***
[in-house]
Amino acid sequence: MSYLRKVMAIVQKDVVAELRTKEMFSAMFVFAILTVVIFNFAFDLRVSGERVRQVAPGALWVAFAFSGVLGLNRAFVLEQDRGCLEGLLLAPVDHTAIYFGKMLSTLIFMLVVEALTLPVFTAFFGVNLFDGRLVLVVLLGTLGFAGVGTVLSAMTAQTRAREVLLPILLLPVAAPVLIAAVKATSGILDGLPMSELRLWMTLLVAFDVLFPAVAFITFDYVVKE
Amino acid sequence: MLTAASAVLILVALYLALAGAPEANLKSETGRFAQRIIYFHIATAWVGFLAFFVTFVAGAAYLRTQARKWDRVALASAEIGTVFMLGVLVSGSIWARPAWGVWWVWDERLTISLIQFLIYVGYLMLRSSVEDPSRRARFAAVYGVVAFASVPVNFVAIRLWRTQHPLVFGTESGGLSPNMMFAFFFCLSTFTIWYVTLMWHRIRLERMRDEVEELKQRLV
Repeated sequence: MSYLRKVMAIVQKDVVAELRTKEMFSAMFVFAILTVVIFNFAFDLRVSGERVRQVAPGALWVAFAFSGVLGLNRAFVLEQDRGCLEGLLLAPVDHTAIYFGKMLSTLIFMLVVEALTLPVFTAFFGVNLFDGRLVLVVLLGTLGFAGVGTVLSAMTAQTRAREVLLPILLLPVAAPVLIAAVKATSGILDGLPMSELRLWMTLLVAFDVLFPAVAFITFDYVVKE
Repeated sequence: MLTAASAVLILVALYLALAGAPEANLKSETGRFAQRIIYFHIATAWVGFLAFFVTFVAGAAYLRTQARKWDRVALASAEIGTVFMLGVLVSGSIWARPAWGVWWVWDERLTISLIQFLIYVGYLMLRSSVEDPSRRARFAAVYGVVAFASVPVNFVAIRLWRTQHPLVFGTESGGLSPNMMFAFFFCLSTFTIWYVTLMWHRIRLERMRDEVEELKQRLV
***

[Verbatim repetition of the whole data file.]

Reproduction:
[in-house]
Amino acid sequence: MSYLRKVMAIVQKDVVAELRTKEMFSAMFVFAILTVVIFNFAFDLRVSGERVRQVAPGALWVAFAFSGVLGLNRAFVLEQDRGCLEGLLLAPVDHTAIYFGKMLSTLIFMLVVEALTLPVFTAFFGVNLFDGRLVLVVLLGTLGFAGVGTVLSAMTAQTRAREVLLPILLLPVAAPVLIAAVKATSGILDGLPMSELRLWMTLLVAFDVLFPAVAFITFDYVVKE
Amino acid sequence: MLTAASAVLILVALYLALAGAPEANLKSETGRFAQRIIYFHIATAWVGFLAFFVTFVAGAAYLRTQARKWDRVALASAEIGTVFMLGVLVSGSIWARPAWGVWWVWDERLTISLIQFLIYVGYLMLRSSVEDPSRRARFAAVYGVVAFASVPVNFVAIRLWRTQHPLVFGTESGGLSPNMMFAFFFCLSTFTIWYVTLMWHRIRLERMRDEVEELKQRLV
Repeated sequence: MSYLRKVMAIVQKDVVAELRTKEMFSAMFVFAILTVVIFNFAFDLRVSGERVRQVAPGALWVAFAFSGVLGLNRAFVLEQDRGCLEGLLLAPVDHTAIYFGKMLSTLIFMLVVEALTLPVFTAFFGVNLFDGRLVLVVLLGTLGFAGVGTVLSAMTAQTRAREVLLPILLLPVAAPVLIAAVKATSGILDGLPMSELRLWMTLLVAFDVLFPAVAFITFDYVVKE
Repeated sequence: MLTAASAVLILVALYLALAGAPEANLKSETGRFAQRIIYFHIATAWVGFLAFFVTFVAGAAYLRTQARKWDRVALASAEIGTVFMLGVLVSGSIWARPAWGVWWVWDERLTISLIQFLIYVGYLMLRSSVEDPSRRARFAAVYGVVAFASVPVNFVAIRLWRTQHPLVFGTESGGLSPNMMFAFFFCLSTFTIWYVTLMWHRIRLERMRDEVEELKQRLV